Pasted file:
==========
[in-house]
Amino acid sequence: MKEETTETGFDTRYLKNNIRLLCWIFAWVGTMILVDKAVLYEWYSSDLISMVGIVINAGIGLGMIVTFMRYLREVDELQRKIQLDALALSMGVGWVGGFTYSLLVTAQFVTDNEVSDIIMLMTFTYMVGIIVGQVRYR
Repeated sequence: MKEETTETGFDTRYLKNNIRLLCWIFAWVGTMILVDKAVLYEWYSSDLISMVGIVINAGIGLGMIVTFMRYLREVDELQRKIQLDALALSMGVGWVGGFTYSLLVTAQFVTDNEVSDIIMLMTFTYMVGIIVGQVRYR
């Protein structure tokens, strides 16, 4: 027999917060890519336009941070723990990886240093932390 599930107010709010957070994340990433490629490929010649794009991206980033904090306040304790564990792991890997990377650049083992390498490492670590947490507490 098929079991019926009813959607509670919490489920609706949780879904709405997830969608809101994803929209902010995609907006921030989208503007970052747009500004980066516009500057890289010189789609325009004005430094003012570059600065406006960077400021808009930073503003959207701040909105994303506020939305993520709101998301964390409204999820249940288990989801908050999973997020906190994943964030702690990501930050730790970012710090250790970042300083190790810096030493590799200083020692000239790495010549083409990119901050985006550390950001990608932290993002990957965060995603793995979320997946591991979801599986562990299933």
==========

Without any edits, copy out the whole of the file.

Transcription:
[in-house]
Amino acid sequence: MKEETTETGFDTRYLKNNIRLLCWIFAWVGTMILVDKAVLYEWYSSDLISMVGIVINAGIGLGMIVTFMRYLREVDELQRKIQLDALALSMGVGWVGGFTYSLLVTAQFVTDNEVSDIIMLMTFTYMVGIIVGQVRYR
Repeated sequence: MKEETTETGFDTRYLKNNIRLLCWIFAWVGTMILVDKAVLYEWYSSDLISMVGIVINAGIGLGMIVTFMRYLREVDELQRKIQLDALALSMGVGWVGGFTYSLLVTAQFVTDNEVSDIIMLMTFTYMVGIIVGQVRYR
């Protein structure tokens, strides 16, 4: 027999917060890519336009941070723990990886240093932390 599930107010709010957070994340990433490629490929010649794009991206980033904090306040304790564990792991890997990377650049083992390498490492670590947490507490 098929079991019926009813959607509670919490489920609706949780879904709405997830969608809101994803929209902010995609907006921030989208503007970052747009500004980066516009500057890289010189789609325009004005430094003012570059600065406006960077400021808009930073503003959207701040909105994303506020939305993520709101998301964390409204999820249940288990989801908050999973997020906190994943964030702690990501930050730790970012710090250790970042300083190790810096030493590799200083020692000239790495010549083409990119901050985006550390950001990608932290993002990957965060995603793995979320997946591991979801599986562990299933």